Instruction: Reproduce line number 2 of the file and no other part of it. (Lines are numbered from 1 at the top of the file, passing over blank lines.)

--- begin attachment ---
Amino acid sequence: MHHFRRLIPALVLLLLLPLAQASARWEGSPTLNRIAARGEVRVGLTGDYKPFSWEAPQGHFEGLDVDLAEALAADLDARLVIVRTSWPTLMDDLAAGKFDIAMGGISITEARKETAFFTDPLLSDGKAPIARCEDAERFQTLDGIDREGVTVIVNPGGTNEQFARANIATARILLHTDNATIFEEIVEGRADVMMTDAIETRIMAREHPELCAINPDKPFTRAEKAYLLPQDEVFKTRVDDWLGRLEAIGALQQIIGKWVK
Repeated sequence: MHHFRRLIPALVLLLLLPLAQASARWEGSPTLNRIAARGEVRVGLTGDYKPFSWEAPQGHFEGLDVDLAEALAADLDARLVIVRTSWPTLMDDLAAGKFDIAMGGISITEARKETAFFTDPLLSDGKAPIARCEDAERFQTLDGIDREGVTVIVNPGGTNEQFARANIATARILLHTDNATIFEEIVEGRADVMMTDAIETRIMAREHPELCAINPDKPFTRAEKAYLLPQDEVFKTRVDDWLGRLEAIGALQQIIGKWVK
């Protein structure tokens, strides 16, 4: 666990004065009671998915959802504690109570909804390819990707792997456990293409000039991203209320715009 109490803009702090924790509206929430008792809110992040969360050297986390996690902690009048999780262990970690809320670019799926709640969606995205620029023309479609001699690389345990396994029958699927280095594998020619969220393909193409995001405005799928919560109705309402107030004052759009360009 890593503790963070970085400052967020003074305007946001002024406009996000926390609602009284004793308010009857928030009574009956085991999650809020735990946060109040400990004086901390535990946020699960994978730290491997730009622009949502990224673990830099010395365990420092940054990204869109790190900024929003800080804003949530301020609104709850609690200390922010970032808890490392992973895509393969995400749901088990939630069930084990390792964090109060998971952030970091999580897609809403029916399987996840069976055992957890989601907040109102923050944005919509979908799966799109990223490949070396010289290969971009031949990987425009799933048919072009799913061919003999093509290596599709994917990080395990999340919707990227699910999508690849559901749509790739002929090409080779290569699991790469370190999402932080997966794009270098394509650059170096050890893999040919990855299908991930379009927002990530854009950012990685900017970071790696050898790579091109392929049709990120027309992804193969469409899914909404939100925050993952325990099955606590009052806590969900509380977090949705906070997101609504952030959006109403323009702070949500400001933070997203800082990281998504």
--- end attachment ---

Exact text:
Repeated sequence: MHHFRRLIPALVLLLLLPLAQASARWEGSPTLNRIAARGEVRVGLTGDYKPFSWEAPQGHFEGLDVDLAEALAADLDARLVIVRTSWPTLMDDLAAGKFDIAMGGISITEARKETAFFTDPLLSDGKAPIARCEDAERFQTLDGIDREGVTVIVNPGGTNEQFARANIATARILLHTDNATIFEEIVEGRADVMMTDAIETRIMAREHPELCAINPDKPFTRAEKAYLLPQDEVFKTRVDDWLGRLEAIGALQQIIGKWVK